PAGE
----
Organized environmentalism began with the conservation movement in the late 19th cent., which urged the establishment of state and national parks and forests, wildlife refuges, and national monuments intended to preserve noteworthy natural features. Early conservationists included President Theodore Roosevelt, Gifford Pinchot, and John Muir, the founder of the Sierra Club. Conservationists organized the National Parks and Conservation Association, the Audubon Society, the Izaak Walton League, and other groups still active. After World War II increasing encroachment on wilderness land evoked the continued resistance of conservationists, who succeeded in blocking a number of projects in the 1950s and 1960s, including the proposed Bridge Canyon Dam that would have backed up the waters of the Colorado River into the Grand Canyon National Park.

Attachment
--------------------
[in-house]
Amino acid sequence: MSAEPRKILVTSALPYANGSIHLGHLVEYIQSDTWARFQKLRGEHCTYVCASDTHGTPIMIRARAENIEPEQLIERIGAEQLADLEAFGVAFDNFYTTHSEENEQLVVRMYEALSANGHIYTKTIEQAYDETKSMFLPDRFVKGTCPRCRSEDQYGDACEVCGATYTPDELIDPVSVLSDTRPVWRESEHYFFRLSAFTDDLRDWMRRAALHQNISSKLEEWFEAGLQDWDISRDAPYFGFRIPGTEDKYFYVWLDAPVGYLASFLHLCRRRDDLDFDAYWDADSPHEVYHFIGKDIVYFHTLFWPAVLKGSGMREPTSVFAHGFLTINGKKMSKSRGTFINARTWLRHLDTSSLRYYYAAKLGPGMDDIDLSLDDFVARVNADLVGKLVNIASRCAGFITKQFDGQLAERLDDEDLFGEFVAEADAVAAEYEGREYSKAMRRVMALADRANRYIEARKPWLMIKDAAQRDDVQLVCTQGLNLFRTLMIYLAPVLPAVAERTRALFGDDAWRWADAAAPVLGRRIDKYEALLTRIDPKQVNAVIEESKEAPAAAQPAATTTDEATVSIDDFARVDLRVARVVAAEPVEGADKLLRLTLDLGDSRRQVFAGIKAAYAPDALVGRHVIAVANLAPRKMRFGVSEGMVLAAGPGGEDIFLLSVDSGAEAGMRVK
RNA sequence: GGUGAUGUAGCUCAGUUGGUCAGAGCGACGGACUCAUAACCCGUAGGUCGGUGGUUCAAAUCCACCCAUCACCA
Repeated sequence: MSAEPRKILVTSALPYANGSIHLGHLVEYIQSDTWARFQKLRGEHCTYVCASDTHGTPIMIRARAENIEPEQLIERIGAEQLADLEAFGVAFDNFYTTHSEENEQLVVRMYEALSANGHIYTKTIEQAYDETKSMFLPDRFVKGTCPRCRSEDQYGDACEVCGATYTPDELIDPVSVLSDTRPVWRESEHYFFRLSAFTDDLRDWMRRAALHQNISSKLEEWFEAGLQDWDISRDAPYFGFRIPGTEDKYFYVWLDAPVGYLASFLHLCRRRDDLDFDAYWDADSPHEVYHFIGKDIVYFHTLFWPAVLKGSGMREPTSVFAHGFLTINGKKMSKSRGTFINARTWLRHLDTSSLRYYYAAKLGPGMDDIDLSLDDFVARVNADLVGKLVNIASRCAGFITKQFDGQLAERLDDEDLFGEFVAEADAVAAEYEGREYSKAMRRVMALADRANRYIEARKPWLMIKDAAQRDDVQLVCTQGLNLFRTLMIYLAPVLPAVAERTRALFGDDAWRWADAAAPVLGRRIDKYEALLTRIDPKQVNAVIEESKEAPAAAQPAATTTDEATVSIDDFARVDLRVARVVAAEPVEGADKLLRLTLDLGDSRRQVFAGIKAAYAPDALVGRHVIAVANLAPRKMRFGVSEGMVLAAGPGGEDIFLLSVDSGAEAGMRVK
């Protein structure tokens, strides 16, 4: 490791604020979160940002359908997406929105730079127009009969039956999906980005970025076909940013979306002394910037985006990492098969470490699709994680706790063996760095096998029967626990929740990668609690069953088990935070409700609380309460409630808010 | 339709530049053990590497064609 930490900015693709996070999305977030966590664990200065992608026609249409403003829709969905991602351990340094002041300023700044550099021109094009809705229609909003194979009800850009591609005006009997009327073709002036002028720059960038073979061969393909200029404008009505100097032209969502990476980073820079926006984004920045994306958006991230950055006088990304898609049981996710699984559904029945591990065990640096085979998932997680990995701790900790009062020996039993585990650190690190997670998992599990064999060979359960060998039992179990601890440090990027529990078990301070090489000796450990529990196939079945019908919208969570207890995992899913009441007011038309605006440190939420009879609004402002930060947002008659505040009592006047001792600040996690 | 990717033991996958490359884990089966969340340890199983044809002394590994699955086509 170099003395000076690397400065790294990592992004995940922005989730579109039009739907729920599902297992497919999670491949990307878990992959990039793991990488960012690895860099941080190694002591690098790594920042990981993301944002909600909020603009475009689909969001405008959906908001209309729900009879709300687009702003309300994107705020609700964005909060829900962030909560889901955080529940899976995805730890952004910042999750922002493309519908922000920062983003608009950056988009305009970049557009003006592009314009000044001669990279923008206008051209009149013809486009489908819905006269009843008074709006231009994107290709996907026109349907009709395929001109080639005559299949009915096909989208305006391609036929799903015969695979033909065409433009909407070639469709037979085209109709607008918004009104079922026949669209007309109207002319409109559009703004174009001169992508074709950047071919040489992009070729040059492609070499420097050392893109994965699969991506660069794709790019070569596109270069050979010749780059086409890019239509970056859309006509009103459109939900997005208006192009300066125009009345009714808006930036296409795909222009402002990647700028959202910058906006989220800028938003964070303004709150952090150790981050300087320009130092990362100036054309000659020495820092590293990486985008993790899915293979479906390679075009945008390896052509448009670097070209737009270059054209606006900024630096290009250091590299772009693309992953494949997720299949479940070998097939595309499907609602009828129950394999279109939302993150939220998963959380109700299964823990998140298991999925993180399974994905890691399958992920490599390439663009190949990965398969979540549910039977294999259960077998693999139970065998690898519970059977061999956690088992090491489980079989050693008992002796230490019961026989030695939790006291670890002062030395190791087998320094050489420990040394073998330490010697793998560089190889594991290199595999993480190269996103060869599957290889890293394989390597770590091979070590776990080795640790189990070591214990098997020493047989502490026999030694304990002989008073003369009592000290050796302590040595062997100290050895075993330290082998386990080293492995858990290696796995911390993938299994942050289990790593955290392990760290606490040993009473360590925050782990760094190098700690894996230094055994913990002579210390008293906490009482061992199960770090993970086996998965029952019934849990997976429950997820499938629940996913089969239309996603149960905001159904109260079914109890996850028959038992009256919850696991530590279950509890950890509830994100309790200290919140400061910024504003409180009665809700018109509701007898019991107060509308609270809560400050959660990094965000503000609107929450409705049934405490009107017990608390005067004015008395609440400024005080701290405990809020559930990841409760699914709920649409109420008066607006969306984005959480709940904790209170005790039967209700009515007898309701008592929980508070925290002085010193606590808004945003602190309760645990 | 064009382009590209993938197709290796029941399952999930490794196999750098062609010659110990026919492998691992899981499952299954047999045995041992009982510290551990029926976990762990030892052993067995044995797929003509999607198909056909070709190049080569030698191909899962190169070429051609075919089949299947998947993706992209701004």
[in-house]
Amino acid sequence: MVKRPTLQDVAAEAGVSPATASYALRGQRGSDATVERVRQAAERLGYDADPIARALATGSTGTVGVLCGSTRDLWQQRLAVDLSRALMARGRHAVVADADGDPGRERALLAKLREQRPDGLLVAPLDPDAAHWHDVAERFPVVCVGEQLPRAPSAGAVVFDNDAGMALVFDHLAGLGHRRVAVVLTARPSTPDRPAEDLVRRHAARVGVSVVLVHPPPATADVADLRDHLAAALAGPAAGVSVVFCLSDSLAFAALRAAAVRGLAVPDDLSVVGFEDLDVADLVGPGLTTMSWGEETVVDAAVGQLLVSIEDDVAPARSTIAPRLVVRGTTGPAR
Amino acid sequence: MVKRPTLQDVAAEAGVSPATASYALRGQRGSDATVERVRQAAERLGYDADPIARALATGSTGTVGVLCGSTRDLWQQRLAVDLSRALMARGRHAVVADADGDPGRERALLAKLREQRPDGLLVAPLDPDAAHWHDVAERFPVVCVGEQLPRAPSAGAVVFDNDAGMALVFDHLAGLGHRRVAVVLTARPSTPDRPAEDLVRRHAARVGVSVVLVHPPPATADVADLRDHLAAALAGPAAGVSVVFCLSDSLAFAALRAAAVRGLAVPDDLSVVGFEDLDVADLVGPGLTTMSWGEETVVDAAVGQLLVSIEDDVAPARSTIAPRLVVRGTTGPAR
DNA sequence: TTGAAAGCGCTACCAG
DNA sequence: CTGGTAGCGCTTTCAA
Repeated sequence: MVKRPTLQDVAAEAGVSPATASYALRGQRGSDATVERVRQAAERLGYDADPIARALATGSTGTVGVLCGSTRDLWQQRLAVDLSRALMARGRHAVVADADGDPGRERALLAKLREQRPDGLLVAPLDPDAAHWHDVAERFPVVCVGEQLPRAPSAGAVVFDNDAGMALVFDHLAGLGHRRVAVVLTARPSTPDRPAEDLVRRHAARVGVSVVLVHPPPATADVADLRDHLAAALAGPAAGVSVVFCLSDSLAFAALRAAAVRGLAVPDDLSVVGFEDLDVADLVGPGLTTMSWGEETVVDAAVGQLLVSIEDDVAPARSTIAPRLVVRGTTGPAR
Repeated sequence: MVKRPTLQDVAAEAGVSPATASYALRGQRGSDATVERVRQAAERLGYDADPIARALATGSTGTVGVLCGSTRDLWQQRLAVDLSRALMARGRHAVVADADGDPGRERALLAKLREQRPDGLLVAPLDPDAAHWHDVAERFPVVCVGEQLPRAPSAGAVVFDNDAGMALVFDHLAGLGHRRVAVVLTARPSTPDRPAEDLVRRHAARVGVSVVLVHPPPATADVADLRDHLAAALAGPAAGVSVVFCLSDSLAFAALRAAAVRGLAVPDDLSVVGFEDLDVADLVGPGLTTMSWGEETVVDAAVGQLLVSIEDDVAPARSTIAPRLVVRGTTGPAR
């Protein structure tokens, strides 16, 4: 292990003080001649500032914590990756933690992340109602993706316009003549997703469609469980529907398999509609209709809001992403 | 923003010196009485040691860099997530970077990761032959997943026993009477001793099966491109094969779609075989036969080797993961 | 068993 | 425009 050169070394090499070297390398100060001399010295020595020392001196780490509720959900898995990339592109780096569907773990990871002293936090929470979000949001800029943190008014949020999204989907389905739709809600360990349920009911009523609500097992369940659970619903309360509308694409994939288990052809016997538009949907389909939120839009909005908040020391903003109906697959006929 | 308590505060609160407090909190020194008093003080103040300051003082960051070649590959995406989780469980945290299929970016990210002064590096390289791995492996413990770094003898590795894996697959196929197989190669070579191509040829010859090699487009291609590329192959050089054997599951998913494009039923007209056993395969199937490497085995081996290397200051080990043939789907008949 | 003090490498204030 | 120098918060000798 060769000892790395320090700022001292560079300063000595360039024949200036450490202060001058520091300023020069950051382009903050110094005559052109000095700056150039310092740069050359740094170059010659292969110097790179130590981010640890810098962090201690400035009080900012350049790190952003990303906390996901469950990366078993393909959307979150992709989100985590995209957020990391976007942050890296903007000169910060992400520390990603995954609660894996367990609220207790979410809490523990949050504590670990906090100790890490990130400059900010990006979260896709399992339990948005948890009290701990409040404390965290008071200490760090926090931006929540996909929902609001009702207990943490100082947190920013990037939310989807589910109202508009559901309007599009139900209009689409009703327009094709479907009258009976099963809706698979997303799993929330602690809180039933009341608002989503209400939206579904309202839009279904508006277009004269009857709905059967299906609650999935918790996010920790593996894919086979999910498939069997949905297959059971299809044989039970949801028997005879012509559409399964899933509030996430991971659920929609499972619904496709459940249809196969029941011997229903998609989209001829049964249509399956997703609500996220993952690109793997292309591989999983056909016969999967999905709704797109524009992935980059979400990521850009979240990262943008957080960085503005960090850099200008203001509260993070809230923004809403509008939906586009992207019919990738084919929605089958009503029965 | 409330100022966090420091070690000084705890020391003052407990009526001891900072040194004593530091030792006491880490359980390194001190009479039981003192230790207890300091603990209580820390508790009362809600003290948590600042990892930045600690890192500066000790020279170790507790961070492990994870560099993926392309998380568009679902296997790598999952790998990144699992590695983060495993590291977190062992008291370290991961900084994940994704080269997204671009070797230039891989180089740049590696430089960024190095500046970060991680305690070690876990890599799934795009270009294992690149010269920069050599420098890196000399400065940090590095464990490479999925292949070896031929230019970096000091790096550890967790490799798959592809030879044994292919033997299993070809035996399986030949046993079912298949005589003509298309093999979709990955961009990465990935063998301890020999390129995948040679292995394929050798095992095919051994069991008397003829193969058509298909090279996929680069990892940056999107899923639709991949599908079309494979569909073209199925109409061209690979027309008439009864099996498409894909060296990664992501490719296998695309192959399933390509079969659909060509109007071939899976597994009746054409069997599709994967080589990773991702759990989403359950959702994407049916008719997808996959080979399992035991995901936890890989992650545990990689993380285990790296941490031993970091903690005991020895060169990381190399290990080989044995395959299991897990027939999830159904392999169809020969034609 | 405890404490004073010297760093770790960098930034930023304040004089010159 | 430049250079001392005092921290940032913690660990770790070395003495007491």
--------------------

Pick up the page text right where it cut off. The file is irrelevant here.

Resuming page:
Sections in this article:
- The New Environmentalism
- Environmental Legislation
- Environmental Organizations and Conferences
The Columbia Electronic Encyclopedia, 6th ed. Copyright © 2012, Columbia University Press. All rights reserved.
See more Encyclopedia articles on: Environmental Studies